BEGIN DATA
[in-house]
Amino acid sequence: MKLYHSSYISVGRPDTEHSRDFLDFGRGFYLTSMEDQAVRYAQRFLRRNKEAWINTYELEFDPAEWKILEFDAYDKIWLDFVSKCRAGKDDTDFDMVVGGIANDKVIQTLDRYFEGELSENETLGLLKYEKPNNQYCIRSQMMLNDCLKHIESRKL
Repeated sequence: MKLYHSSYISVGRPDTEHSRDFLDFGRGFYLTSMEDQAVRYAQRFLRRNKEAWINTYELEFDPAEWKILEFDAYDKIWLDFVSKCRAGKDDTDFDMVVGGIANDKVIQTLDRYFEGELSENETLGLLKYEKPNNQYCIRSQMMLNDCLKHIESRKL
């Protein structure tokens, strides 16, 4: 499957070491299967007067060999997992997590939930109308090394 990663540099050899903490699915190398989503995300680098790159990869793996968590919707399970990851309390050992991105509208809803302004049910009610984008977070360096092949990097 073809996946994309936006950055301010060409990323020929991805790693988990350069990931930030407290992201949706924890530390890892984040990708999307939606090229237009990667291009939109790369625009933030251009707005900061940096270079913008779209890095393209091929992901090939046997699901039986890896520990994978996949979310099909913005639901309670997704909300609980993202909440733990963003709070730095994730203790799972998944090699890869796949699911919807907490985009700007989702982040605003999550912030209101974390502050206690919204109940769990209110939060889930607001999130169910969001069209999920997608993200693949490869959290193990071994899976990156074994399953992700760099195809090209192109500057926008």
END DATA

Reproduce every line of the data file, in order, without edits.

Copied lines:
[in-house]
Amino acid sequence: MKLYHSSYISVGRPDTEHSRDFLDFGRGFYLTSMEDQAVRYAQRFLRRNKEAWINTYELEFDPAEWKILEFDAYDKIWLDFVSKCRAGKDDTDFDMVVGGIANDKVIQTLDRYFEGELSENETLGLLKYEKPNNQYCIRSQMMLNDCLKHIESRKL
Repeated sequence: MKLYHSSYISVGRPDTEHSRDFLDFGRGFYLTSMEDQAVRYAQRFLRRNKEAWINTYELEFDPAEWKILEFDAYDKIWLDFVSKCRAGKDDTDFDMVVGGIANDKVIQTLDRYFEGELSENETLGLLKYEKPNNQYCIRSQMMLNDCLKHIESRKL
């Protein structure tokens, strides 16, 4: 499957070491299967007067060999997992997590939930109308090394 990663540099050899903490699915190398989503995300680098790159990869793996968590919707399970990851309390050992991105509208809803302004049910009610984008977070360096092949990097 073809996946994309936006950055301010060409990323020929991805790693988990350069990931930030407290992201949706924890530390890892984040990708999307939606090229237009990667291009939109790369625009933030251009707005900061940096270079913008779209890095393209091929992901090939046997699901039986890896520990994978996949979310099909913005639901309670997704909300609980993202909440733990963003709070730095994730203790799972998944090699890869796949699911919807907490985009700007989702982040605003999550912030209101974390502050206690919204109940769990209110939060889930607001999130169910969001069209999920997608993200693949490869959290193990071994899976990156074994399953992700760099195809090209192109500057926008």